Should You Buy the Rental Car Damage Waiver? – Insurance Journal

As I have expressed on many occasions, I believe the myth that insurance is a commodity differentiated only by price is the greatest misconception perpetrated on the public. Sadly, most of the misconception comes from our own industry in the form of price-focused advertising. But, if I had to pick a second-place contender, it would probably be the recommendation that there is no need to purchase the damage waiver when renting a car.
There must be thousands of consumer articles written on this subject, most advising that your own auto insurance or a credit card is sufficient to cover any damage to a rented auto. Almost all of these articles are full of misinformation and bad advice as many individuals who have paid thousands of dollars out of pocket can attest.
I published my first article over 25 years ago telling the truth about why it is almost always advisable to purchase the damage waiver, even if you have insurance and think you have coverage under a credit card or another option. If you Google “top 10 reasons to purchase the rental car damage waiver” you’ll get about 90 million hits … many of them are my original article or an updated version.
Space does not permit addressing all 10 reasons to buy the damage waiver here but let me elaborate on a couple of them and then introduce you to a rental car issue you may not be aware of.
My auto policy has excellent coverage for the use of nonowned autos. A notable exclusion found in almost all personal auto policies is that coverage for damage to the vehicle is limited to private passenger cars, pickups (most of the time), and (with a dollar limit) trailers. If I rent a U-Haul truck or an RV, I have no coverage if the vehicle is damaged. If I rent a really nice camper trailer, I have very limited coverage, most often about $2,000. But, even if I rent a private passenger auto, my policy has exclusions and limitations for certain things.
For example, I have limited coverage for loss of use of any auto. “Loss of use” refers primarily to the rental car company’s loss of revenue. There are per-day and maximum limits on my policy that can be increased by endorsement, but few insureds elect to do so. Even if the limits were adequate, sometimes the rental company and insurer (or credit card company) can’t agree on what the appropriate charges should be. In one case, that resulted in the renter paying $2,000 out of pocket.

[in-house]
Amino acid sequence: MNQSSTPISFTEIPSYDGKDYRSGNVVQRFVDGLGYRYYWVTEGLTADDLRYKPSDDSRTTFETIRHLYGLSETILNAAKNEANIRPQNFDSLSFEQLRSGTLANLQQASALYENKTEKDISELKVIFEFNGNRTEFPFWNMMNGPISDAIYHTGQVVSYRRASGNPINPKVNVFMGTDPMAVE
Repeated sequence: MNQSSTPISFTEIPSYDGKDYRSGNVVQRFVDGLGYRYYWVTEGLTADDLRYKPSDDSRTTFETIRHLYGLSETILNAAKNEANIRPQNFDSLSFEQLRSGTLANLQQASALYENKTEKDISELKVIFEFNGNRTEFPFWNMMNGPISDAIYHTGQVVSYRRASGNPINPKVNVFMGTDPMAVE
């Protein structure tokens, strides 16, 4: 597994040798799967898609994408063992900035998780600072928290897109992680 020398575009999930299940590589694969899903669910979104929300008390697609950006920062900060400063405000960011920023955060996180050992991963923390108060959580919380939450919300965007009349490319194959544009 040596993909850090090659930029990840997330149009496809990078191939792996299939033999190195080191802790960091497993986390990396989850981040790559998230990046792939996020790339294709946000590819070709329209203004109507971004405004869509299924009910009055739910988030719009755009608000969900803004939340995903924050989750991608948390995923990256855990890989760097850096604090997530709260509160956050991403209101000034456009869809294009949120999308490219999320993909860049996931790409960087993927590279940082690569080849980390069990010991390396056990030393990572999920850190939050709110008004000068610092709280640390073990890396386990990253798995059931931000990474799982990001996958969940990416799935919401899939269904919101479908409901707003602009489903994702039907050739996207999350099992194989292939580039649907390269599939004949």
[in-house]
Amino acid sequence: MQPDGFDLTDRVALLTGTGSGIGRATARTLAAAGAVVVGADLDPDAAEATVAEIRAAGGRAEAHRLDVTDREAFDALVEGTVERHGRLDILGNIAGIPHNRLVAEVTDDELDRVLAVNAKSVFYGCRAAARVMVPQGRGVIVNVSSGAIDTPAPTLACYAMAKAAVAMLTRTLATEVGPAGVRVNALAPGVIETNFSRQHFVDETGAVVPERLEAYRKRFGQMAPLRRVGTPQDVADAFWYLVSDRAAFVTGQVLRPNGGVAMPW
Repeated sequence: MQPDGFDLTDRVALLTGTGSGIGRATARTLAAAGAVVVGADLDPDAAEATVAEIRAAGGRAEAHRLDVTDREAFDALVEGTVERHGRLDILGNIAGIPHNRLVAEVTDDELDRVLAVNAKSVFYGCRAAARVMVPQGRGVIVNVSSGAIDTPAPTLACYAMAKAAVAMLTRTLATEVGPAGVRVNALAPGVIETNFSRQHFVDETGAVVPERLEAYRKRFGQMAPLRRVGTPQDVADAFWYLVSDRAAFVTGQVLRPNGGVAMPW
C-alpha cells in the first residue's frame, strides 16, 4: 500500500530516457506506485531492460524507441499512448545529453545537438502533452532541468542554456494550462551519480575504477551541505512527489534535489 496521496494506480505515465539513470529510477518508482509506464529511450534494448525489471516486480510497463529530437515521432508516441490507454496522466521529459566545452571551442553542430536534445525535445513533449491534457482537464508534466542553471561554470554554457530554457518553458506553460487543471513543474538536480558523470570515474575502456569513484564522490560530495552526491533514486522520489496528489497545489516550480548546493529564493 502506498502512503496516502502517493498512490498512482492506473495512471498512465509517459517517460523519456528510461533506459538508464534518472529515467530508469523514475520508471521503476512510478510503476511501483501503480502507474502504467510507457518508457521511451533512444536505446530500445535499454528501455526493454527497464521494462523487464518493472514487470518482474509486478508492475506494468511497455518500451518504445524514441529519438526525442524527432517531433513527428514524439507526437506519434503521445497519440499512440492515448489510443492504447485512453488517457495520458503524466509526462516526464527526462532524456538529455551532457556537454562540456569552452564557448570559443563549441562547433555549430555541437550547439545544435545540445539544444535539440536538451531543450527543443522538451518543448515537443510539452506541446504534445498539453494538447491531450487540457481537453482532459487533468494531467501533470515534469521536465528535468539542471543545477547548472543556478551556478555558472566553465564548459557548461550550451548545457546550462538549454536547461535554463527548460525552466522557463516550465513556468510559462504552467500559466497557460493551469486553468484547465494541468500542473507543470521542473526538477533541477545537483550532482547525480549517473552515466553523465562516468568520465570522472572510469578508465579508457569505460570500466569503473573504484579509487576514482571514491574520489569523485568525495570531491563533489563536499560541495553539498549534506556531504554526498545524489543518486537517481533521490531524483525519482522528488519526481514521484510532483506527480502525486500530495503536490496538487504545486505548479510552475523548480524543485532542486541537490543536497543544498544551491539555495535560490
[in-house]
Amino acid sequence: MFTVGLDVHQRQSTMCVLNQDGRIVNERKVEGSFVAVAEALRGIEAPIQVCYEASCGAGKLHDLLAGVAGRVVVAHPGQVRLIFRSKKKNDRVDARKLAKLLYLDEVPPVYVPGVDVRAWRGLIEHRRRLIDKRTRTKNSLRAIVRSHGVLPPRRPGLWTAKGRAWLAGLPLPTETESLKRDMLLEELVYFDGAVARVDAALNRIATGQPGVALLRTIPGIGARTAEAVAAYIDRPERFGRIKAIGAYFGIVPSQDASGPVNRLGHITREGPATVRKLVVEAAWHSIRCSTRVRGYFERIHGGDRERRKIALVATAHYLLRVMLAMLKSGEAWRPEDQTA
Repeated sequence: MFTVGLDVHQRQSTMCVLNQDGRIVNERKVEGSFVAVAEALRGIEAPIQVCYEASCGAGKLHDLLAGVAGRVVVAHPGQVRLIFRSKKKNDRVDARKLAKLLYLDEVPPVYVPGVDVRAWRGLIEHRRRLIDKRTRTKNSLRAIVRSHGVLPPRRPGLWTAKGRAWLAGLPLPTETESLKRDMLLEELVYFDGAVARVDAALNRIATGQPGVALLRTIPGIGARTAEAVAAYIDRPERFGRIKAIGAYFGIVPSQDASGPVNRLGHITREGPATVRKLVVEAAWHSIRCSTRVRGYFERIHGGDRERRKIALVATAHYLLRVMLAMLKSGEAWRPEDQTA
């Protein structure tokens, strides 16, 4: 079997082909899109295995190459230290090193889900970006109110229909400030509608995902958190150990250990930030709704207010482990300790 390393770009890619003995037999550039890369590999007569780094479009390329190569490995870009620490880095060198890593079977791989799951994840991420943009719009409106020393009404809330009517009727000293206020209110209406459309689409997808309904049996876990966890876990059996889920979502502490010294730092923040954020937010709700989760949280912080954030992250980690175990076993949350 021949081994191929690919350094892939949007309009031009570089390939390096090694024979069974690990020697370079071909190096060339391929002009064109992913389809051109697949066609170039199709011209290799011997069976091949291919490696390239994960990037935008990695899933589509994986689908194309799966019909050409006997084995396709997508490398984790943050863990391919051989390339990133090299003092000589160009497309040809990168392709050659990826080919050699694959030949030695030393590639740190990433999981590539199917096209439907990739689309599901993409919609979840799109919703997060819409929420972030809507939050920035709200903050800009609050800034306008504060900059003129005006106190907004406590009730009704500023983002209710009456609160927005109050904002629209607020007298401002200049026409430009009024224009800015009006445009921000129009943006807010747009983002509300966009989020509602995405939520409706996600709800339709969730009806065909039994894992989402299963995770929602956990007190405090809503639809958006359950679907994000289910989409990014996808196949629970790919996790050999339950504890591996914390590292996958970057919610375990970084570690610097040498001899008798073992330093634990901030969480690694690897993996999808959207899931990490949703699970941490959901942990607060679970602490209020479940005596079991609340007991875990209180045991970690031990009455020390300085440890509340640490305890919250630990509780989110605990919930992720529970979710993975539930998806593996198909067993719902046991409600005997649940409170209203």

Worse, the limits are sometimes grossly inadequate. One renter of an upscale vehicle was hit with a $9,000 loss of use charge that cost him $4,500 out of pocket. Everyone is probably aware of supply chain issues that have affected many businesses, including the automobile industry. Delays in obtaining repair and replacement parts can drive costs up. Due to the unavailability of Japanese auto parts following the 2011 tsunami, one renter incurred a $6,000 loss of use charge in excess of his policy limits.
Solution? Buy the rental car company’s loss damage waiver and as long as you are in compliance with the rental agreement, there are no loss of use charges.
The main reason, though, that I always buy the loss damage waiver is because every rental agreement I’ve seen over at least the last 10 years makes the renter responsible for the reduction in value of a rental car, otherwise known as diminished value. The majority of auto policies exclude this, though I’ve seen a few insurers who cover it, most often as an option.
I’ve personally been involved in assisting agents with uncovered claims for diminished value that range from $3,000 to $8,000. I read an article about a $15,000 diminished value claim on an upscale SUV rental. A business acquaintance was hit with a $3,500 diminished value charge that he negotiated down to $1,500.
David Thompson, CPCU, tells the story in his seminars on rental cars about an insured who was sued by a rental car company and incurred a diminished value charge of $3,100 plus court costs and attorney fees in his fruitless defense.
Solution? Buy the rental car company’s loss damage waiver. If you damage a rental car, the likelihood that you’ll be hit with a diminished value charge is high and, again, most insurance policies won’t cover this. The same is true for many, if not most, credit cards and certain supplements you can buy from web sites like Expedia and Orbitz.
Yes, the loss damage waiver is expensive, sometimes half or more of the daily rental rate. For that reason, when I’m comparing the cost to rent a car, I include their damage waiver expense. For the peace of mind I get, I’m willing to pay the extra $100 to $300 expense on a short-term trip. I view it as just part of the cost of the trip.
Here’s one final recommendation on rental cars even if you buy the damage waiver. Don’t valet park a rental car at a hotel, restaurant or other venue. The damage waiver may be voided by allowing an unauthorized person to drive the vehicle. In addition, many auto policies only cover nonowned autos “while in the custody of or being operated by you or a family member.”
If you relinquish possession of the rental car, you may also relinquish your insurance and your coverage under the loss damage waiver. Hopefully, the venue has some form of garagekeepers coverage or otherwise will cover damage to an auto being valet parked, but it is foolhardy to rely on the insurance or goodwill of others.
What are your thoughts and experiences on this issue?
Topics Auto
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Wilson, CPCU, ARM, AIM is the founder and CEO of and the author of the book “When Words Collide: Resolving Insurance Coverage and Claims Disputes.” His column, “Is It Covered?”, is published in Insurance Journal Magazine.
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